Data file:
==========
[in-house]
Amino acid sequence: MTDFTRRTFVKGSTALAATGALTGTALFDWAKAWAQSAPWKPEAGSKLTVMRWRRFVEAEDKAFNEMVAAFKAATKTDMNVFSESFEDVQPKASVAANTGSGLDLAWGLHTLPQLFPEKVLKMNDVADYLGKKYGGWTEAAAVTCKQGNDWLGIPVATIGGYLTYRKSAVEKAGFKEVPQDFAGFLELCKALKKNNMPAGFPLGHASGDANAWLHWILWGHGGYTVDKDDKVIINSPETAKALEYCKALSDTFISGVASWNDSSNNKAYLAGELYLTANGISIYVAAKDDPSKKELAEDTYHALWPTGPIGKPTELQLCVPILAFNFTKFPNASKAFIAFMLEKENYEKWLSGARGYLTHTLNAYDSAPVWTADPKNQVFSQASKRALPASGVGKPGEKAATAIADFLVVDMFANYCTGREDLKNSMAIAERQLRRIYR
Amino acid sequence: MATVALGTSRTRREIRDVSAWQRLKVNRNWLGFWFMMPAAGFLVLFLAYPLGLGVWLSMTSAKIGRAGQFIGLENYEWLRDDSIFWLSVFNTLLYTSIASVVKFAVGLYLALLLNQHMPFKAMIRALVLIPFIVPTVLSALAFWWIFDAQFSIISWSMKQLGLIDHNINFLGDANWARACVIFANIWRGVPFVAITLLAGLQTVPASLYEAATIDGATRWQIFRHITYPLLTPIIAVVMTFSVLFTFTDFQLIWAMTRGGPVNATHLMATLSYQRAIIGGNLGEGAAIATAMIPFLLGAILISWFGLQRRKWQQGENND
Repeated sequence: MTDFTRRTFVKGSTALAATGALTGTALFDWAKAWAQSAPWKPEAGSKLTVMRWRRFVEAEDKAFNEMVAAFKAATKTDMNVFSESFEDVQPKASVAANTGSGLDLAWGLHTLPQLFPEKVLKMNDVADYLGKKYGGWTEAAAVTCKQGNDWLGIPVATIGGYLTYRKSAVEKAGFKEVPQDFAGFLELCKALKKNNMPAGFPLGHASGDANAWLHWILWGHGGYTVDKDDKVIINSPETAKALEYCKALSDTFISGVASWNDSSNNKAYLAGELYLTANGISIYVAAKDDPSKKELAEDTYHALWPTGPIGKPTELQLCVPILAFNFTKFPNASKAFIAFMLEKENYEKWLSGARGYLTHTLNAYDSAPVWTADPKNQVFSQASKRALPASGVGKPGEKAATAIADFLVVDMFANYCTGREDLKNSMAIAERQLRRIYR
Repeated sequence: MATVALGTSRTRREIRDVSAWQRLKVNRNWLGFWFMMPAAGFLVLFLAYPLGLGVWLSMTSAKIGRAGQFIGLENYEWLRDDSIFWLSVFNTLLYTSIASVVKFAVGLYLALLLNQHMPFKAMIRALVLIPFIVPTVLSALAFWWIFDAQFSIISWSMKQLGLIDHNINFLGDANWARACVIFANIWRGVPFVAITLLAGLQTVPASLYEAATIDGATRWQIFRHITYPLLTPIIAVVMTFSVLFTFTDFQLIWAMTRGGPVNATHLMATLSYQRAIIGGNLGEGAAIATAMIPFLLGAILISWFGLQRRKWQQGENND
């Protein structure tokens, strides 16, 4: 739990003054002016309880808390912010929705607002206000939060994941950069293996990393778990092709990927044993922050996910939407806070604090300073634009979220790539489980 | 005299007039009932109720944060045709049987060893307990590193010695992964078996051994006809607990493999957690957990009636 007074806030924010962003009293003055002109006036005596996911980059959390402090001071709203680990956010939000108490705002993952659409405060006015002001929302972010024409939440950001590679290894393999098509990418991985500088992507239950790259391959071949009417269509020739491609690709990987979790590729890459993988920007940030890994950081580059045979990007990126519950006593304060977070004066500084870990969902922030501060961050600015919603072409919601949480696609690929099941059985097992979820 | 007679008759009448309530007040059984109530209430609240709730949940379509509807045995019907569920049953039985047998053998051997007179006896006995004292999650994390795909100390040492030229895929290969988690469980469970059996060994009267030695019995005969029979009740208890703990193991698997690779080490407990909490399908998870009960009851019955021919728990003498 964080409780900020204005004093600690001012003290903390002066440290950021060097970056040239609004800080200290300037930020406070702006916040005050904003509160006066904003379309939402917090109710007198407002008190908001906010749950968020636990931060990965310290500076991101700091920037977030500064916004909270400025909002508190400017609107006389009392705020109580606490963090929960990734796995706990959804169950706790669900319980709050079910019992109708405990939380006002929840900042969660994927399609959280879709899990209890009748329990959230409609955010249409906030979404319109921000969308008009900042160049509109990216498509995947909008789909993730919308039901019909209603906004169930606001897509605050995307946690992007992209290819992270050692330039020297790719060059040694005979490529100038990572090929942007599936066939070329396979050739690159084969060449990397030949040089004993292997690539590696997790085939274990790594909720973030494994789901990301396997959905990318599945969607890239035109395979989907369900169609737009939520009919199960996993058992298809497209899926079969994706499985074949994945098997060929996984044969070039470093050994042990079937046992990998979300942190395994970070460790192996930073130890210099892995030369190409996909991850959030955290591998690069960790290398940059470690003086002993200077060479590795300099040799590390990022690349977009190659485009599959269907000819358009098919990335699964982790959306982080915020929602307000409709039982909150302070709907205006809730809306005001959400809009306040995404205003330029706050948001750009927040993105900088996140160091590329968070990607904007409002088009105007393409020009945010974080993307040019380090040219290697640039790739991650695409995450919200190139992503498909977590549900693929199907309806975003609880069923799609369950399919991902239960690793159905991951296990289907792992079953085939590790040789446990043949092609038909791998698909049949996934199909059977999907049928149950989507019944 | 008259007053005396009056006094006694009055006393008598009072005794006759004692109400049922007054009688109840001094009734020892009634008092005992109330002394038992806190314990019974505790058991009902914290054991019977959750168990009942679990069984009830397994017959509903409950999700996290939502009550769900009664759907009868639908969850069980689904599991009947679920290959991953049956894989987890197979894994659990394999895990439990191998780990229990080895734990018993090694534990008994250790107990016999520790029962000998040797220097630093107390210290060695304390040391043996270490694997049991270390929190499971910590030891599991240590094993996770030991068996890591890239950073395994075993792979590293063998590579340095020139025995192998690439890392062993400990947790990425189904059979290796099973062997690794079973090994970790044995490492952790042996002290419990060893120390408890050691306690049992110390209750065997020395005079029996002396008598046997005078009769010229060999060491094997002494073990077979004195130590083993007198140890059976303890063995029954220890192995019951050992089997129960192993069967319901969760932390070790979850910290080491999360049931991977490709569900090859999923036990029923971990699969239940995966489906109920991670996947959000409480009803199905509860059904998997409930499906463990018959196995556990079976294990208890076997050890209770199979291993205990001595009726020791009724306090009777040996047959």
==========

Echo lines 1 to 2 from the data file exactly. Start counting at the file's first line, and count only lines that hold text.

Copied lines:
[in-house]
Amino acid sequence: MTDFTRRTFVKGSTALAATGALTGTALFDWAKAWAQSAPWKPEAGSKLTVMRWRRFVEAEDKAFNEMVAAFKAATKTDMNVFSESFEDVQPKASVAANTGSGLDLAWGLHTLPQLFPEKVLKMNDVADYLGKKYGGWTEAAAVTCKQGNDWLGIPVATIGGYLTYRKSAVEKAGFKEVPQDFAGFLELCKALKKNNMPAGFPLGHASGDANAWLHWILWGHGGYTVDKDDKVIINSPETAKALEYCKALSDTFISGVASWNDSSNNKAYLAGELYLTANGISIYVAAKDDPSKKELAEDTYHALWPTGPIGKPTELQLCVPILAFNFTKFPNASKAFIAFMLEKENYEKWLSGARGYLTHTLNAYDSAPVWTADPKNQVFSQASKRALPASGVGKPGEKAATAIADFLVVDMFANYCTGREDLKNSMAIAERQLRRIYR